I surrender my body to you – its health, shape, aches, its need for protection, and its power.

I surrender my heart to you – its wounds, desires, regrets, and hopes.

I surrender my mind to you – its learning, meditations, its every thought.

I surrender my spirit to you – gladly, joyfully, for its keeping for all of eternity.

My whole self, Lord. Nothing kept back, no place you can’t enter – without reservation, without restriction – forever.

Amen

“. . . offer yourselves to God as those who have been brought from death to life; and offer every part of yourself to him as an instrument of righteousness.-“ Romans 6:13b

A Little Bit of Light

“I am the light of the world. Whoever follows me will never walk in darkness, but will have the light of life.” – John 8:12

I well remember being afraid of the dark as a child. Every sound seemed threatening and what I thought was hiding under my bed kept me wide awake. Turning on the light to check the dark corners was the only solution to my fear.

The darkness evident in the world today causes similar anxieties. But, there is a solution for those fears, too, and it is held in the hands of those who follow Jesus. 

Jesus told us he is the light of the world. That we can believe. He is true, right, and good. Then, he turned to his disciples (that includes those who follow him today) and said, “You are the light of the world” (Matthew 5:14). What? Me? You? Yes. He has entrusted us with the awesome and sometimes scary responsibility of bringing light to dark places.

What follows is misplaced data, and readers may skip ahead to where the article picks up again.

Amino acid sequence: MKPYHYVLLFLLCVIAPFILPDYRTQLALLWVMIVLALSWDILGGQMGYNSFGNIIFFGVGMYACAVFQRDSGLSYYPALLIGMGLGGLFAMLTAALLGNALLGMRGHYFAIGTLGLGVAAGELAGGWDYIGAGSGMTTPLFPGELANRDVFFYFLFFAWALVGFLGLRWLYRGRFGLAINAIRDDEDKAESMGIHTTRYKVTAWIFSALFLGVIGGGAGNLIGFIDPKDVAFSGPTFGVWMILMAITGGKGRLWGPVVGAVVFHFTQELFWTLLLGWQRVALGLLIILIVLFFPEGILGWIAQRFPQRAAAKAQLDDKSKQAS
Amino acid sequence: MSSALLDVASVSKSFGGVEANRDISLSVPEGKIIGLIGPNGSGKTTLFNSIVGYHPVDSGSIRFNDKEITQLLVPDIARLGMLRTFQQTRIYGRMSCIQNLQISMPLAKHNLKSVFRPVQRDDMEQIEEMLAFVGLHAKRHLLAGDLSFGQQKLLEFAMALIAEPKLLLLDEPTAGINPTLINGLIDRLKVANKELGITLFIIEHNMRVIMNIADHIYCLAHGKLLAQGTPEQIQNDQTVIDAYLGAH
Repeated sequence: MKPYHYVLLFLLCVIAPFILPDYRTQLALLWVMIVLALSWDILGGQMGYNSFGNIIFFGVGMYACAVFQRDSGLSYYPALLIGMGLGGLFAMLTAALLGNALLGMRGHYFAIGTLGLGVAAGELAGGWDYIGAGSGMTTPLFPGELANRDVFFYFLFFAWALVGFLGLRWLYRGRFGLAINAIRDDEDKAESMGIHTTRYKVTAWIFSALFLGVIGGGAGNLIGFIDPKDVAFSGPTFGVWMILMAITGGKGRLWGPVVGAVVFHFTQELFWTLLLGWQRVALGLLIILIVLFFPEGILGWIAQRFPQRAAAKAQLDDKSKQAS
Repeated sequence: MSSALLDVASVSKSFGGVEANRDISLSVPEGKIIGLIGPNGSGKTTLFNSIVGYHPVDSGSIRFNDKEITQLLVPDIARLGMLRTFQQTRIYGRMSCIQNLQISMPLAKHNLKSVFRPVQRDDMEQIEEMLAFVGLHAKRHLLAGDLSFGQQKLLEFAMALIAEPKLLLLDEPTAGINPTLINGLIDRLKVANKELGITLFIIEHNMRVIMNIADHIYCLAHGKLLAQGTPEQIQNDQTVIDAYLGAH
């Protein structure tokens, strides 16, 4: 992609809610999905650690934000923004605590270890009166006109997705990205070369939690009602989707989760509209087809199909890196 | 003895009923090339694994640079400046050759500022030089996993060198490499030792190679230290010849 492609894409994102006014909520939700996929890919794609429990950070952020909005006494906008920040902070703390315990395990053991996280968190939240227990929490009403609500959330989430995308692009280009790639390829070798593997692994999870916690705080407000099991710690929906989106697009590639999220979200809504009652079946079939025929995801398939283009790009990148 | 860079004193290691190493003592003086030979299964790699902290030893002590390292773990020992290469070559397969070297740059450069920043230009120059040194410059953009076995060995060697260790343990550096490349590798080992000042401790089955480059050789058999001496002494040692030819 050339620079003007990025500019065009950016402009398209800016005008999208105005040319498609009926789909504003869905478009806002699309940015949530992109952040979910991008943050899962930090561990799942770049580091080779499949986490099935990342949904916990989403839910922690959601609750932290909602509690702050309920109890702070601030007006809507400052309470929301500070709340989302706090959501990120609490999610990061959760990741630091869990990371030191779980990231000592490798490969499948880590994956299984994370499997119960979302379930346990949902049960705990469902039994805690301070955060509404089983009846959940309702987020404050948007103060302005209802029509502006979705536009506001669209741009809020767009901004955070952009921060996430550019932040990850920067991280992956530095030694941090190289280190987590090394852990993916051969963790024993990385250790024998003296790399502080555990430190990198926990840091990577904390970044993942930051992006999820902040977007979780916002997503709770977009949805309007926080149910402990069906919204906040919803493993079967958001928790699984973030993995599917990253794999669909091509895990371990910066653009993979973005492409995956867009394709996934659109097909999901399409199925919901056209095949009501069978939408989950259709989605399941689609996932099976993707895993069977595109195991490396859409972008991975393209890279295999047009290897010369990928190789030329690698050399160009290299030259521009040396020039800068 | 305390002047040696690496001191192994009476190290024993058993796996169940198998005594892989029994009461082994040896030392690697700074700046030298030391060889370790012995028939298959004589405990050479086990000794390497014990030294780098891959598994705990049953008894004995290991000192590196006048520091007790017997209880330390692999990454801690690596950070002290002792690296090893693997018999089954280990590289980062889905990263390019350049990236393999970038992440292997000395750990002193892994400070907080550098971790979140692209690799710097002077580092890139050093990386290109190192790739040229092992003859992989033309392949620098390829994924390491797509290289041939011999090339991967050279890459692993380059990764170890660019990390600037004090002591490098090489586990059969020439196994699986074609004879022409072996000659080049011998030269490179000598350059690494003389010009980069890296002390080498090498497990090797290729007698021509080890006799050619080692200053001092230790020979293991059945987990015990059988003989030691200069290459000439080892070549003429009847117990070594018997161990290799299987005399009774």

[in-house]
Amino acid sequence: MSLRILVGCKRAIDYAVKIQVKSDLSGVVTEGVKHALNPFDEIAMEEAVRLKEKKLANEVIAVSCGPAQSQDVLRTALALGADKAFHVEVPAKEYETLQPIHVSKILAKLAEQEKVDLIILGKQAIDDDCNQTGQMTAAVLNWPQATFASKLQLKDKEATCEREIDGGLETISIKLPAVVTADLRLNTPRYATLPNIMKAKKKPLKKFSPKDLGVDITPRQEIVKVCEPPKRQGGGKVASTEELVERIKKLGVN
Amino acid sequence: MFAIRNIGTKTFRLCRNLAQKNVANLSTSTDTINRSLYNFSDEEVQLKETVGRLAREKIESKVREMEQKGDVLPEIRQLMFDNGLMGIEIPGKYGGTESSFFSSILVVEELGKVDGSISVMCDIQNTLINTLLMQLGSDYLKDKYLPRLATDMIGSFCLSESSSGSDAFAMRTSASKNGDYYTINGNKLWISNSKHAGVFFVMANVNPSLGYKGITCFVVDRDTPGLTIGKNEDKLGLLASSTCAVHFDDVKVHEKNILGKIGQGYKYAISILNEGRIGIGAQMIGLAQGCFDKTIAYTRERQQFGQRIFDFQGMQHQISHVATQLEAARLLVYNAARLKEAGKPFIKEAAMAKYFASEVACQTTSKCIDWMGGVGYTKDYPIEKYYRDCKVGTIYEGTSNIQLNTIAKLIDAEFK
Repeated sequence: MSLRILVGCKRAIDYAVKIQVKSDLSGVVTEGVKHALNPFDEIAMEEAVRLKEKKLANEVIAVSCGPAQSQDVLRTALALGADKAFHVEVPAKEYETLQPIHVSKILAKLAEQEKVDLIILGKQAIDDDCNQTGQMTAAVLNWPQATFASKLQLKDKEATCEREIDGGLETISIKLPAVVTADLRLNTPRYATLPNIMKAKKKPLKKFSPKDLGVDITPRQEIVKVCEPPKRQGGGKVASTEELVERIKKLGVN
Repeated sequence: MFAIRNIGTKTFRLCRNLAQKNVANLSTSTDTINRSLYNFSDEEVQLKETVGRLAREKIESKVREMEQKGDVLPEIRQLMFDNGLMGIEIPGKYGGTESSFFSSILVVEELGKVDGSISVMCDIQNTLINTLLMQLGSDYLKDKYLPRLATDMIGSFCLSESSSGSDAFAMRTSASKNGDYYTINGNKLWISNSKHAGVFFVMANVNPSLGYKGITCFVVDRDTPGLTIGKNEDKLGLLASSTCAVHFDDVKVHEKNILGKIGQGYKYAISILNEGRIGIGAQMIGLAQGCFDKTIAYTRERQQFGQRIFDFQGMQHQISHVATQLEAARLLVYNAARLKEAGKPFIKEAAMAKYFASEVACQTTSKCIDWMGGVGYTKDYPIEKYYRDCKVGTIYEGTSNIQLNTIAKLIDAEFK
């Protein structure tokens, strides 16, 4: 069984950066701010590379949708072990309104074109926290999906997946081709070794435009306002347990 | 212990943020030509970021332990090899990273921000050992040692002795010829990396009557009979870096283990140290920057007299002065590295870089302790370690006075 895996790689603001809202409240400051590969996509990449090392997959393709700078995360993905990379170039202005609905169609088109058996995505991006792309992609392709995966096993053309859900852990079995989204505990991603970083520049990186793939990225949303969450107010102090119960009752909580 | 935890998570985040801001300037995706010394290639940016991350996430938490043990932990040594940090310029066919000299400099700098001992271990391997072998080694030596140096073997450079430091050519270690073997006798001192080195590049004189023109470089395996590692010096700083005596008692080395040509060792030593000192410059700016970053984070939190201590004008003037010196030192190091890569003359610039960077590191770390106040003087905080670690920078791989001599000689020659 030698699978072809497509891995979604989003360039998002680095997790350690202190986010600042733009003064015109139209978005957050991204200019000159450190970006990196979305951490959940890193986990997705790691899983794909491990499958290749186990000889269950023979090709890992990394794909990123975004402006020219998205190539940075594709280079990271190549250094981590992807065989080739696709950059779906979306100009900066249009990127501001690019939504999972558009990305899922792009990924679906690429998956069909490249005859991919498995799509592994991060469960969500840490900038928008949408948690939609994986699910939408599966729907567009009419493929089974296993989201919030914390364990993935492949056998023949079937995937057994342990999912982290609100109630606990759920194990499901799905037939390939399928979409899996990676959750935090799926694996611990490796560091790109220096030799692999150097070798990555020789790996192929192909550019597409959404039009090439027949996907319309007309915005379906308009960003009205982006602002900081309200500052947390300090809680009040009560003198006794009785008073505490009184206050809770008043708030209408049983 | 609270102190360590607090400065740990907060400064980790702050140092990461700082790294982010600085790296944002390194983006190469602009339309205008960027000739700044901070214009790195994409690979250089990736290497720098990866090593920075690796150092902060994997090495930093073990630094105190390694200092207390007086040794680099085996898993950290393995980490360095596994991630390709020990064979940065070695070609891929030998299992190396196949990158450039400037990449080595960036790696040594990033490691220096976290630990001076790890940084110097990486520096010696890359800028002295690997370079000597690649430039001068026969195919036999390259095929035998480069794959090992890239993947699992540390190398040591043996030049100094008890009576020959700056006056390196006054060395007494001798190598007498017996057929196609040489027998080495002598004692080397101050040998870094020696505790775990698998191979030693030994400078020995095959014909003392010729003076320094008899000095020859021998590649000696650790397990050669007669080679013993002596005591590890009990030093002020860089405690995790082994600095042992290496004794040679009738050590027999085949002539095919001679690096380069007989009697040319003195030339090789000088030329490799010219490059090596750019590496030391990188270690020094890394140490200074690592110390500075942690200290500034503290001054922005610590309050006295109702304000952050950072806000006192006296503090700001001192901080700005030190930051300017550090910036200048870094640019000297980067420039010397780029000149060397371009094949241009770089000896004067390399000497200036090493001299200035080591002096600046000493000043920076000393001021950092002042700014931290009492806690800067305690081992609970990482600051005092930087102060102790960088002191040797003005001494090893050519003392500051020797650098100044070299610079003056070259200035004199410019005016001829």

Light reveals what’s hidden in the darkness and it shows a way out of the darkness.* Many people think they know how to deal with the darkness around us, but, Jesus says his followers are the ones who carry the light of this truth: The solutions to the most basic problems in this world are found in him.

How are we doing as lights of the world? We might be tempted to back away when we realize that many people don’t want the hidden things of darkness to be revealed. Jesus warns us not to hide our light. Instead, he says we must hold it high, ready to warn of the dangers lurking in the dark and eager to lead those who are willing directly to Jesus, the source of all light and truth.

“Give light, and the darkness will disappear of itself”. – Erasmus

 

 

*Martyn Lloyd-Jones, Studies in the Sermon on the Mount (Martino Publishing: Mansfield Centre, Connecticut,), 2011, p. 168.

Rest awhile.

“Come with me by yourselves to a quiet place and get some rest.” – Mark 6:31

Has your life changed because of the corona virus? Most of us have had events and activities canceled. Some have kids home on a prolonged break from school. Many have run into shortages at local stores. Some have been asked to work from home instead of coming in to the office. And our calendars are suddenly cleared!